Development of cool pavement with dark colored high albedo coating
Tsuyoshi Kinouchi, Public Works Research Institute, Tsukuba, Ibaraki, Japan; and T. Yoshinaka, N. Fukae, and M. Kanda
It is considered that the dark surface of buildings and pavements is one of the major heat source causing the urban heat islands, as it absorbs more heat from the sun. In Japan, several kinds of cool pavement have been developed and their cooling effects were investigated. However, none of them holds the effect for longer periods, as it depends on the available water content in the surface layer.
Some of the heat island mitigation studies deal with the albedo increase of road and building surfaces. It is not difficult to raise the albedo of the building roof as it can be attained by bright colored painting. For pavements, however, the brighter surface is not allowable for reasons of driving safety and visibility of white line, unless the brightness is less than that of the conventional asphalt and concrete pavements.
In this study, a new type of pavement is developed to satisfy both high albedo and low brightness with the innovative paint coating technology. The function of this pavement is based on a thin paint coating on the surface of the conventional dark asphalt pavement, which has quite high reflectivity for the near infrared and low reflectivity for the visible. This results in the dark colored pavement surface while achieving much higher albedo. The fine hollow ceramic particles included in the paint have additional effect on reducing thermal conduction and heating of the coat.
In the laboratory experiments, the reflectivity is measured for a number of metal plates coated with different types of paint. The highest albedo was 50% with the L* value (a brightness index) around 40. The measurement results indicated that the weighted average reflectivity was 83% for the near infrared (750-2100nm wavelength) and 20% for the visible (350-750nm). The temperature of asphalt coated by selected paints was measured in the field yards located in Tsukuba and Okinawa, the latter has been exposed to larger solar radiation. The maximum reduction of surface temperature from the conventional asphalt pavement was about 15°C in Tsukuba and more than 17°C in Okinawa.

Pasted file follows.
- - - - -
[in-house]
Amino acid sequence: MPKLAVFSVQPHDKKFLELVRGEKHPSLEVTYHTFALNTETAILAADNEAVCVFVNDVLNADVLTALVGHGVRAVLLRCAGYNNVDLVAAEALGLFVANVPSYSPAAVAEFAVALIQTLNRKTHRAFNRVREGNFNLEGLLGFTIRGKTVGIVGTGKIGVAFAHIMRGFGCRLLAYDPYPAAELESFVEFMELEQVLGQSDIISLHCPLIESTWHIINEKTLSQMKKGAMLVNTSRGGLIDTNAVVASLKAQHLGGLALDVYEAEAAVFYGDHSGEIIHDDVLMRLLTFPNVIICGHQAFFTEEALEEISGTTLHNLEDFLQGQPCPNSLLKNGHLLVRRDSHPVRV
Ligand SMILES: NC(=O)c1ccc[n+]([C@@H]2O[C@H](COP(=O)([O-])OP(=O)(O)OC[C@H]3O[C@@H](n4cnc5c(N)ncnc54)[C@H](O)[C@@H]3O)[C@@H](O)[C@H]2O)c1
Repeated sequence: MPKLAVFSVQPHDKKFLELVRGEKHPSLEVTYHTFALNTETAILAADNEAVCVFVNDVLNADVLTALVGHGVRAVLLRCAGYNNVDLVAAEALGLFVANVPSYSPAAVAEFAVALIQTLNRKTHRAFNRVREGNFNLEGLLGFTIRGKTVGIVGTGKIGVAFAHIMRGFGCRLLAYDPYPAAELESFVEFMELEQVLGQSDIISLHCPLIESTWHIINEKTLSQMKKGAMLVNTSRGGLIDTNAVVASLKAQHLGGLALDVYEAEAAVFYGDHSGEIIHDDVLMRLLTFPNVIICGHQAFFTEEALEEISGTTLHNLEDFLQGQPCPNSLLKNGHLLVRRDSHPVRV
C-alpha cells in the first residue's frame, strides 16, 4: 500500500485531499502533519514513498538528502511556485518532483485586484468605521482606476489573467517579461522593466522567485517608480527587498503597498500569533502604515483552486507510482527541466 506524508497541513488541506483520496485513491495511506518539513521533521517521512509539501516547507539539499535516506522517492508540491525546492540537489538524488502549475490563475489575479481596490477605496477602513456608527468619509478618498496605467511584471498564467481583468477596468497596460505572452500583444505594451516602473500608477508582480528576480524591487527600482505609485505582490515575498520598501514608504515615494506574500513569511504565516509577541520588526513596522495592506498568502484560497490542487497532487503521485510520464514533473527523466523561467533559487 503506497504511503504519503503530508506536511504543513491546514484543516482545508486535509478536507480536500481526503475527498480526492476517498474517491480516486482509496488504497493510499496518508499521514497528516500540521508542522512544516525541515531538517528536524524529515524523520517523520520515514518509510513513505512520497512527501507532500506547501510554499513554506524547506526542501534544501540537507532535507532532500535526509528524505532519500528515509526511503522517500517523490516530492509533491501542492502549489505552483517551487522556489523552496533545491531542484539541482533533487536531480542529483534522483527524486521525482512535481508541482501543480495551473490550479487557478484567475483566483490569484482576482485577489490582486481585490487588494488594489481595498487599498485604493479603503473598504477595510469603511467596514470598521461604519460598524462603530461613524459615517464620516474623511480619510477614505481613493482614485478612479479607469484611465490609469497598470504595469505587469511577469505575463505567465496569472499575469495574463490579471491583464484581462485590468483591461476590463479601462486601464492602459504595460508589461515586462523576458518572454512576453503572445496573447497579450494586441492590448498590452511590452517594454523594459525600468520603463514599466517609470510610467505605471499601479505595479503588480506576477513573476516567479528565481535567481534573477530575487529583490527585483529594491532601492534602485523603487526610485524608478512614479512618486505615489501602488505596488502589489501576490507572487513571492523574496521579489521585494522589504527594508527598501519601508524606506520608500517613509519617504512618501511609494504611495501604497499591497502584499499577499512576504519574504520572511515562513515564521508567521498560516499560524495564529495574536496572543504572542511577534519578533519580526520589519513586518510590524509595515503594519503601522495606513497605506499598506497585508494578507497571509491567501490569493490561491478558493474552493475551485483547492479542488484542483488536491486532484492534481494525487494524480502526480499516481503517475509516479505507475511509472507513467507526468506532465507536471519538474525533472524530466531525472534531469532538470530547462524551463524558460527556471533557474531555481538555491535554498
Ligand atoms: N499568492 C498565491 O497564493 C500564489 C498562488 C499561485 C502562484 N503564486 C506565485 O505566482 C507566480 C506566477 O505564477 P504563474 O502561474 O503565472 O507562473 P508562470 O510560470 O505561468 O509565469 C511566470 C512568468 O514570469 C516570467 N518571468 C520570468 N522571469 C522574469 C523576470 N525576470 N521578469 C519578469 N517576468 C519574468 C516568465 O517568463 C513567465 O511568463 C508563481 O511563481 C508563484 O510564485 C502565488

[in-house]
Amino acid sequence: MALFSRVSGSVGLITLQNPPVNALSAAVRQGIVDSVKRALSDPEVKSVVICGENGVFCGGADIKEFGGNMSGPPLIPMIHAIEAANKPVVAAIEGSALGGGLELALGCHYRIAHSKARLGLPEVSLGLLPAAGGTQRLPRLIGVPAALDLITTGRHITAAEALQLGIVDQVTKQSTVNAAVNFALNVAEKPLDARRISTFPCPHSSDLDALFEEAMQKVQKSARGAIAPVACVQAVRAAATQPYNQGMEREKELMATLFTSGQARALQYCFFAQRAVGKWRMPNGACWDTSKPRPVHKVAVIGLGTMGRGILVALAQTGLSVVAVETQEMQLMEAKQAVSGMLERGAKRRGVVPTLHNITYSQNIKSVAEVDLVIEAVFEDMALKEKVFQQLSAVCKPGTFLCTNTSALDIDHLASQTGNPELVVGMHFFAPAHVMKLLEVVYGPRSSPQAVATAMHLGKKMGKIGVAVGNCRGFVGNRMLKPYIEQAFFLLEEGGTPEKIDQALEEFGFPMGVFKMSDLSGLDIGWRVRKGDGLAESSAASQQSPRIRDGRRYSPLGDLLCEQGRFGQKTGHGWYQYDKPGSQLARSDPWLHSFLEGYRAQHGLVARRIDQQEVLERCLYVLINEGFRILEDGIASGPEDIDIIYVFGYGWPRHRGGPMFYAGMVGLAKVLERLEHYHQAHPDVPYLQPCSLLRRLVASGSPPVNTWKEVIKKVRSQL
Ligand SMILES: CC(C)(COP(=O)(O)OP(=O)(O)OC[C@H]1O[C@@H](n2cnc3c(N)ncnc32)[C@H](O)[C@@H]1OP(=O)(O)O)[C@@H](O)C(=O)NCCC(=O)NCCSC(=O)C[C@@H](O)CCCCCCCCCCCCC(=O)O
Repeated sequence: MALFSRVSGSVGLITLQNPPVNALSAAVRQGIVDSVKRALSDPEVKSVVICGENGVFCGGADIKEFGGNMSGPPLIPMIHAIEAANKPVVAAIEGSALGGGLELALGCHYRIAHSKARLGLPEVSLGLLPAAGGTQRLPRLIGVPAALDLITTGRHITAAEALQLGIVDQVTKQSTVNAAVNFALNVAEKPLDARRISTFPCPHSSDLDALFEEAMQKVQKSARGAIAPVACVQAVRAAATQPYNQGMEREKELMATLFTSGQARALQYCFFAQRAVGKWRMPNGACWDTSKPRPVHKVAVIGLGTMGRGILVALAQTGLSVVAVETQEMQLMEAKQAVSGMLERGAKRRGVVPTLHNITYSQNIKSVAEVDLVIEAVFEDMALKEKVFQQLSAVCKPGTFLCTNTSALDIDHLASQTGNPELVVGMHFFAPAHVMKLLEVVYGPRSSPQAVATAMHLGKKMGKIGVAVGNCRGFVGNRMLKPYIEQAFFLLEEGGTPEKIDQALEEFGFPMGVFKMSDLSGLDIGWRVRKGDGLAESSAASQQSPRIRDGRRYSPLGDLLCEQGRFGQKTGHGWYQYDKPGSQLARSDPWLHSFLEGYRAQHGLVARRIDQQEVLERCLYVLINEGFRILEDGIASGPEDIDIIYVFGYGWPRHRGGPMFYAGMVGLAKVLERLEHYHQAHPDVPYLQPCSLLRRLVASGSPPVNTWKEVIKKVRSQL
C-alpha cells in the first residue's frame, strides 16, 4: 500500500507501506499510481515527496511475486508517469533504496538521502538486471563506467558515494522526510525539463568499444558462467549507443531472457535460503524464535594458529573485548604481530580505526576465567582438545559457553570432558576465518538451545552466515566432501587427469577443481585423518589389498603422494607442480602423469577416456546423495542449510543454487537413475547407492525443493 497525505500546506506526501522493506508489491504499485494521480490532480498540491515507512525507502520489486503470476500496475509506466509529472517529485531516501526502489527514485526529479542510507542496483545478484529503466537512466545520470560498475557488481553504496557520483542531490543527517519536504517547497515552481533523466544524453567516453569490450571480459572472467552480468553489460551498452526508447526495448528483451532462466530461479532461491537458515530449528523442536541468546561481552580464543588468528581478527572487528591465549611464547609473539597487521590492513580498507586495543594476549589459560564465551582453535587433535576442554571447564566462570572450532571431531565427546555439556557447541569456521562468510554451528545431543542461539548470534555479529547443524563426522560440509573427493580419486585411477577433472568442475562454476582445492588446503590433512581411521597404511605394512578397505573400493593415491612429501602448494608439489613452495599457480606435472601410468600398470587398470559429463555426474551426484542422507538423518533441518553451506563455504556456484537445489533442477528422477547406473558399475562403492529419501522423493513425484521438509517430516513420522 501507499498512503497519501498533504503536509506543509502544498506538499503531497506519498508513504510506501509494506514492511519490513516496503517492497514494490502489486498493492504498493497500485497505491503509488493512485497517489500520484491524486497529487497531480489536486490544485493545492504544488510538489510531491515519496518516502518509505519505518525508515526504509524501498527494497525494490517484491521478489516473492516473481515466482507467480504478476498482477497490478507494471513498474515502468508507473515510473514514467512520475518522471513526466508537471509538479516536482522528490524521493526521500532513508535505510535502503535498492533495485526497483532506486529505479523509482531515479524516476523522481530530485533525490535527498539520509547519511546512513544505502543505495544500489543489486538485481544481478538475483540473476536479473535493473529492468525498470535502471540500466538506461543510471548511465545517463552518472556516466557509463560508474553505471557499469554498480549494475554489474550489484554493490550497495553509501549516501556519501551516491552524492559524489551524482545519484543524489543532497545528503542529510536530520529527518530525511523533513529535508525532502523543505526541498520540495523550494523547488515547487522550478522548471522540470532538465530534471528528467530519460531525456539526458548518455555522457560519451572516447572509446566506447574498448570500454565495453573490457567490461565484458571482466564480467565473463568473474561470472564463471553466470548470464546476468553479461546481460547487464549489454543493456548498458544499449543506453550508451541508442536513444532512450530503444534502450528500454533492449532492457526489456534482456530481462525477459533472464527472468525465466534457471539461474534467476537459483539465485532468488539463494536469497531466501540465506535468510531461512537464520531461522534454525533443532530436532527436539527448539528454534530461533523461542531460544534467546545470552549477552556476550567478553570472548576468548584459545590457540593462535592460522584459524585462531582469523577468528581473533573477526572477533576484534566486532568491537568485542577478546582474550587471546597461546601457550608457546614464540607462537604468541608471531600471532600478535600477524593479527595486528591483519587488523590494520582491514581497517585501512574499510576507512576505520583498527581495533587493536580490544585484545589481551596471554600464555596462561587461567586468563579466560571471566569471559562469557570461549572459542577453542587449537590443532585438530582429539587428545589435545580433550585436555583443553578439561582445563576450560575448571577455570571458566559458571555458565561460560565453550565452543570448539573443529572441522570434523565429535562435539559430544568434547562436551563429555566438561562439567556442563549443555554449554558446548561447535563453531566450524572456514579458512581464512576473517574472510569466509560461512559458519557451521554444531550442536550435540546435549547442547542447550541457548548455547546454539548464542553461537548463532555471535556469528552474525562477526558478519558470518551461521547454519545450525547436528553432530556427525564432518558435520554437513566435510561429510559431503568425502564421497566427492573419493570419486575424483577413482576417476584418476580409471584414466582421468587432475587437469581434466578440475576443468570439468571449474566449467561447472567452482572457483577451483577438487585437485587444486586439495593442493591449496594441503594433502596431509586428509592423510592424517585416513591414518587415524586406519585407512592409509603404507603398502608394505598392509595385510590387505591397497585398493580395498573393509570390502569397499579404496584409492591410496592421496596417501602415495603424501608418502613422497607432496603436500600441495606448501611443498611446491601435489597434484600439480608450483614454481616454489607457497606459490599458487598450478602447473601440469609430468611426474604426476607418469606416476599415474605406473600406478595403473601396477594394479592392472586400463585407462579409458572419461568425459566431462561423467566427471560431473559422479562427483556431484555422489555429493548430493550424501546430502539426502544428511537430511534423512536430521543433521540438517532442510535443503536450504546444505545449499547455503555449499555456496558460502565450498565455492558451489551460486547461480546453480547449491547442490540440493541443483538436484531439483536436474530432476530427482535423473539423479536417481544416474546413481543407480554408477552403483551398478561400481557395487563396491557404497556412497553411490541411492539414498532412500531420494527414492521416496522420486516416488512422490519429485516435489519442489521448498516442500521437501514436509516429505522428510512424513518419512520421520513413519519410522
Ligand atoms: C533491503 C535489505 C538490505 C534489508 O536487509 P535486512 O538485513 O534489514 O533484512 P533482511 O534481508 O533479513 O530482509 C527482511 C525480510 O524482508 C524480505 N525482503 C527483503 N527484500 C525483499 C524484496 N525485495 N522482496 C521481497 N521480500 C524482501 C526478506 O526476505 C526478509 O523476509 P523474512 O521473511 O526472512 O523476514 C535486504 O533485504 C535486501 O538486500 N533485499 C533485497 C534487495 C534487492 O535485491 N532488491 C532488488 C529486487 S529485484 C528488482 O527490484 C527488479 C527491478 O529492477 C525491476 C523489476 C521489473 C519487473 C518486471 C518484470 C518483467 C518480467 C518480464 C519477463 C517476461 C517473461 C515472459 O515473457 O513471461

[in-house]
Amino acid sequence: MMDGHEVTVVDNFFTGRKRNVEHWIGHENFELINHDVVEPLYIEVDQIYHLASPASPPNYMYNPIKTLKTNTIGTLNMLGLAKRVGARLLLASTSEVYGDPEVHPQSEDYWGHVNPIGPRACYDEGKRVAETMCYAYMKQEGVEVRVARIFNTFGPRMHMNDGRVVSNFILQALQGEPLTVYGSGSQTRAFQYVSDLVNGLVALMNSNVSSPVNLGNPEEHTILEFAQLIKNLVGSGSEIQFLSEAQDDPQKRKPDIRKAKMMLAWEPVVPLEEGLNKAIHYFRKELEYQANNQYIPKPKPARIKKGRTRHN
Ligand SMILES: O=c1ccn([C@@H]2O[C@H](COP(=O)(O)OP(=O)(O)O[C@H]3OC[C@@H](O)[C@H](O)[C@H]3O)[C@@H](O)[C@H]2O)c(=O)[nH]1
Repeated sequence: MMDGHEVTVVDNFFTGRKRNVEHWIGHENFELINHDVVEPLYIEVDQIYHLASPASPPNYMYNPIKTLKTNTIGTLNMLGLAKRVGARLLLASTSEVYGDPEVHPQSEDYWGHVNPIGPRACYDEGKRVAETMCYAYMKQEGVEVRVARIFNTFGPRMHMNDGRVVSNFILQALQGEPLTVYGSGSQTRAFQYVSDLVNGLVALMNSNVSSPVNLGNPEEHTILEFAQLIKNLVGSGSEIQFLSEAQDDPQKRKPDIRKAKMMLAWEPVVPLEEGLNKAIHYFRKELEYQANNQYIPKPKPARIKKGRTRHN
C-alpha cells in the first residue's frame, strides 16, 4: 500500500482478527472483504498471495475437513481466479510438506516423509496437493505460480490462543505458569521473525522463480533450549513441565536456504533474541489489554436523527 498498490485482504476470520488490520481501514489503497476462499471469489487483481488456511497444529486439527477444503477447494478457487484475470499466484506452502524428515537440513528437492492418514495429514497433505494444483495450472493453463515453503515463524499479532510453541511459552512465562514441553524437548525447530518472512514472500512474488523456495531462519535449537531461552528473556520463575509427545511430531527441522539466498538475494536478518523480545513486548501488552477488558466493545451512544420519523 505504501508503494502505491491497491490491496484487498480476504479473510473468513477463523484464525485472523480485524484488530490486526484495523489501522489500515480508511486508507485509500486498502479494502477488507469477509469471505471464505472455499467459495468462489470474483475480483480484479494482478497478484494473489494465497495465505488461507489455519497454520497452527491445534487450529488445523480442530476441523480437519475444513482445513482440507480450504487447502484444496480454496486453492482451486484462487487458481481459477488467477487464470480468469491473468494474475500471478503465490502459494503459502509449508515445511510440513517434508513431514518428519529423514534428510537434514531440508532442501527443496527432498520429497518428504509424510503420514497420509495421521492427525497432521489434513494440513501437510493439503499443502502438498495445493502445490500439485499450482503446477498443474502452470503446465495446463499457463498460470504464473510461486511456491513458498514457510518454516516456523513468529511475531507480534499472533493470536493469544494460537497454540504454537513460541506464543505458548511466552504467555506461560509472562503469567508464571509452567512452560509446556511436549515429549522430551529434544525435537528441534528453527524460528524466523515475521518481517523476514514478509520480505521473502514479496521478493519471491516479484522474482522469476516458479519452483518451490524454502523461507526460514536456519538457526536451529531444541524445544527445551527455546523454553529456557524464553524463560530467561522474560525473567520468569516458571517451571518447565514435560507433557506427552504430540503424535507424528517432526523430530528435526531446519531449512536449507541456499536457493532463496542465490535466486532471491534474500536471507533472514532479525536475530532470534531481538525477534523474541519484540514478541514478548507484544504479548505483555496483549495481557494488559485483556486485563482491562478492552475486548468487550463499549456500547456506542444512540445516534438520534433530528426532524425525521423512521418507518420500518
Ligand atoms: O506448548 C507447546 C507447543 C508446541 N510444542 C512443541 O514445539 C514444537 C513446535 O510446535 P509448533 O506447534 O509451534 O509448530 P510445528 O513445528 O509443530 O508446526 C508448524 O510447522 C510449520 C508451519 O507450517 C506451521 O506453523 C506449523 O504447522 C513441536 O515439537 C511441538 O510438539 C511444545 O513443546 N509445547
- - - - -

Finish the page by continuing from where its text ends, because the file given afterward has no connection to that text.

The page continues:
The high albedo pavement reflects more solar radiation back to the sky. If it is widely used in the urban canopy floor, surrounding buildings absorb part of the reflected solar radiation, which in turn could increase the wall temperature. Thus, the impact of introducing high albedo pavement on the overall canopy albedo and building wall temperature was investigated by applying three-dimensional radiation transfer model developed by Kanda et al. The impact depends on the aspect ratio, surface albedo and the meteorological condition of upper atmosphere. With the case of aspect ratio 1.5, for example, the area-averaged street surface temperature for the high albedo pavement case is reduced as much as 10°C from that of the conventional pavement case under the summer fine weather condition. The change in average temperature of four vertical walls is insignificant and the overall canopy albedo is doubled due to higher street albedo. Changes in the overall canopy energy balance are also quantified.
Extended Abstract (352K)
Session 4, Mitigation of Urban Heat Islands (parallel with session 3)
Monday, 23 August 2004, 1:30 PM-4:30 PM
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